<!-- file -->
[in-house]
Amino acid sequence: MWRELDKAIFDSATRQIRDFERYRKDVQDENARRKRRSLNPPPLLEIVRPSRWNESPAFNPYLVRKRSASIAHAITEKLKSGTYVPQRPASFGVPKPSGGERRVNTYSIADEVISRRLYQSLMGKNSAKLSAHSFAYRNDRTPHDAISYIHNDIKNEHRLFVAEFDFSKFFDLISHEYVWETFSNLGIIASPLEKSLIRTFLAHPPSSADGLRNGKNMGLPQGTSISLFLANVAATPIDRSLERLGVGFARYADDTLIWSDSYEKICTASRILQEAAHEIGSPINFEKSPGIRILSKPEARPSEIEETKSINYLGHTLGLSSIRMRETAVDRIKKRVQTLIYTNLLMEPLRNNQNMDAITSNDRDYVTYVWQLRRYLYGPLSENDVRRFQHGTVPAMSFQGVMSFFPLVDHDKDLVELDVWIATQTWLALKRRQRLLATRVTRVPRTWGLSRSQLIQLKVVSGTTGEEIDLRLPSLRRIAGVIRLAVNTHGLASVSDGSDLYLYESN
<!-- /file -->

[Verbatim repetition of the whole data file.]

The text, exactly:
[in-house]
Amino acid sequence: MWRELDKAIFDSATRQIRDFERYRKDVQDENARRKRRSLNPPPLLEIVRPSRWNESPAFNPYLVRKRSASIAHAITEKLKSGTYVPQRPASFGVPKPSGGERRVNTYSIADEVISRRLYQSLMGKNSAKLSAHSFAYRNDRTPHDAISYIHNDIKNEHRLFVAEFDFSKFFDLISHEYVWETFSNLGIIASPLEKSLIRTFLAHPPSSADGLRNGKNMGLPQGTSISLFLANVAATPIDRSLERLGVGFARYADDTLIWSDSYEKICTASRILQEAAHEIGSPINFEKSPGIRILSKPEARPSEIEETKSINYLGHTLGLSSIRMRETAVDRIKKRVQTLIYTNLLMEPLRNNQNMDAITSNDRDYVTYVWQLRRYLYGPLSENDVRRFQHGTVPAMSFQGVMSFFPLVDHDKDLVELDVWIATQTWLALKRRQRLLATRVTRVPRTWGLSRSQLIQLKVVSGTTGEEIDLRLPSLRRIAGVIRLAVNTHGLASVSDGSDLYLYESN